"After his wife commits suicide, Lionel raises his daughter, Josephine, on his own and cultivates such a tight bond with her that they begin to resemble a couple. When the time comes for him to teach her to live her own life, the unshakeable strength of their relationship interferes." (I'm rushing this so there's no guarantee I'll get in.)

Adoration (Atom Egoyan, Canada)
"French teacher Sabine assigns a translation exercise to her class based on a news item. It details a man’s plot to bomb a plane using his pregnant girlfriend’s baggage. Simon, one of her students, reinterprets and internalizes the story, and in doing so exposes the dangerous power of learned truths." (I'm rushing this so there's no guarantee I'll get in.)

Of Time and the City (Terence Davies, UK)
"Returning the Liverpool to the screen that made Davies a major force in world cinema, Of Time and The City is an ode to the city and simultaneously a eulogy. It is also an examination of memory and loss for a time of massive—and swift—urban change."

Monday, October 6th

Two Legged Horse (Samira Makhmalbaf, Iran)
"A boy wins the right to take care of another boy who can’t walk. In exchange for a dollar a day, the boy carries the disabled boy to school every day. But the hired boy doesn’t turn into a horse, as the disabled boy had wished.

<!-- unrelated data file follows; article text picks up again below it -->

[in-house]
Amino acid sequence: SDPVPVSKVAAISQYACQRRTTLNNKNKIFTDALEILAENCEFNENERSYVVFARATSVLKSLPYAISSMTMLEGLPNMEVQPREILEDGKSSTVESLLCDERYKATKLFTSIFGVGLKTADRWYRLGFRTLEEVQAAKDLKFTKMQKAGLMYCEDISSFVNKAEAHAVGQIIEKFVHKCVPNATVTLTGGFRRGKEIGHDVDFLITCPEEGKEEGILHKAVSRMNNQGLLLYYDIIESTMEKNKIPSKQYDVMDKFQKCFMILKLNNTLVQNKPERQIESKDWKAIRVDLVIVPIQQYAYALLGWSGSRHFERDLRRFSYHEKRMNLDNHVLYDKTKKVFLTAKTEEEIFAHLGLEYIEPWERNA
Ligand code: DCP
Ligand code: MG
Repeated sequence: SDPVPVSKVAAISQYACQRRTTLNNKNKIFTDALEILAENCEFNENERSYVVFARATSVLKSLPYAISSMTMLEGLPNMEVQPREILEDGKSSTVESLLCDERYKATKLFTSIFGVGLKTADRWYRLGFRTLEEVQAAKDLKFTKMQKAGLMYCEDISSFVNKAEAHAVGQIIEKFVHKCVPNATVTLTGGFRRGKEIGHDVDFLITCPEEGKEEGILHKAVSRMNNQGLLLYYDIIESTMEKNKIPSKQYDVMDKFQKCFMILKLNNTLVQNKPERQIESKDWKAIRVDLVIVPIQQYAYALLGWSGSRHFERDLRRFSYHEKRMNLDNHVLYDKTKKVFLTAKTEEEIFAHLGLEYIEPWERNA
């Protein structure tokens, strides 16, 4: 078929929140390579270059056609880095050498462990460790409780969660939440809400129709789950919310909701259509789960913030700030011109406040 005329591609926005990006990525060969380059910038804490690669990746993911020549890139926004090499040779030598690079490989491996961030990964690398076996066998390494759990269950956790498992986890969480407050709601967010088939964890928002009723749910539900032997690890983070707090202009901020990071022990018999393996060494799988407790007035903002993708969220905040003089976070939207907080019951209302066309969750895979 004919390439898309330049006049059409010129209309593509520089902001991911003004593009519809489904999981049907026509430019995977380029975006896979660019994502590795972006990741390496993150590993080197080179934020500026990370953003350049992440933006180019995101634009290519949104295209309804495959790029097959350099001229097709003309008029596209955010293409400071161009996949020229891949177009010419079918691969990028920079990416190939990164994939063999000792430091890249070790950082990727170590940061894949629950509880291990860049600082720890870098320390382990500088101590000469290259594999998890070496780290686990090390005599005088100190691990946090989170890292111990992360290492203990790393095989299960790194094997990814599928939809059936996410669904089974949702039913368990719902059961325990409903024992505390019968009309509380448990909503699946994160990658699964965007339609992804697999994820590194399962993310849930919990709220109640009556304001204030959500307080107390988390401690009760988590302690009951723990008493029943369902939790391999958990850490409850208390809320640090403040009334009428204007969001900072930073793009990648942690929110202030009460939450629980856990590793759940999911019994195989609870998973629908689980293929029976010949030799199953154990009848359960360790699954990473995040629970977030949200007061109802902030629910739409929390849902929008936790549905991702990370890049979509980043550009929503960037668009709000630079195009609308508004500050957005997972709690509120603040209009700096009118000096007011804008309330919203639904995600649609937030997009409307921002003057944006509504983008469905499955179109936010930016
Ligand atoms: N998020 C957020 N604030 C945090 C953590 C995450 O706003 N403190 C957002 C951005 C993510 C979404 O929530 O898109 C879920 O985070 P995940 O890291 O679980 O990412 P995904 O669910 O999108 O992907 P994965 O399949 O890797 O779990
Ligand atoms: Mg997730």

Frozen River (Courtney Hunt, USA)
"Ray and Lila, two desperate women, transcend their differences and enter a dangerous game smuggling illegal immigrants into the United States across the frozen St. Lawrence River in an attempt to make some quick money. One last run brings them to the brink of aster and forces some hard choices." (I know, but there's nothing else playing. Why they didn't add an extra screening of Steve McQueen's Hunger is anyone's guess.)

Le Silence de Lorna (Jean-Pierre and Luc Dardenne, Belgium)
"Lorna, a young Albanian woman living in Belgium, becomes mired in two scams in order to become the owner of a café. With her citizenship and future hanging in the balance and armed with deadly information, Lorna must decide whether to stay silent or do what is right." (I'm rushing this so there's no guarantee I'll get in.)

Revanche (Gotz Spielmann, Austria)
"Robert and Susanne are the owners of a tranquil lakeside house. Alex and Tamara work in Vienna's sex trade. Their lives collide following a desperate bank robbery when the aftermath of a tragic death will have far-reaching and devastating consequences that none could have foreseen."

Tuesday, October 7th

Le Frontière de l'aube (Philippe Garrel, France)
"Garrel’s latest film is a romance of sorts, in which Carole enters into an affair with photographer François. But Carole is mentally unstable and drink all the time. After she set house on fire, she is sent to Rehabilitation. In contrast, François gets back together with his ex-girl friend."

Still Walking (Hirokazu Kore-eda, Japan)
"A typical dysfunctional family, bonded by love as well as resentments and secrets that start to unfold as they gather to commemorate the death of the eldest son who died in a terrible accident fifteen years ago."

Liverpool (Lisandro Alonso, Argentina)
"Farrel, a sailor for twenty years, goes ashore when the freighter he’s on reaches port. The location is Ushuaia on the southern tip of Argentina and it is the home he left long before. Checking in on his mother, he makes a covery about his family he didn’t expect."

Wednesday, October 8th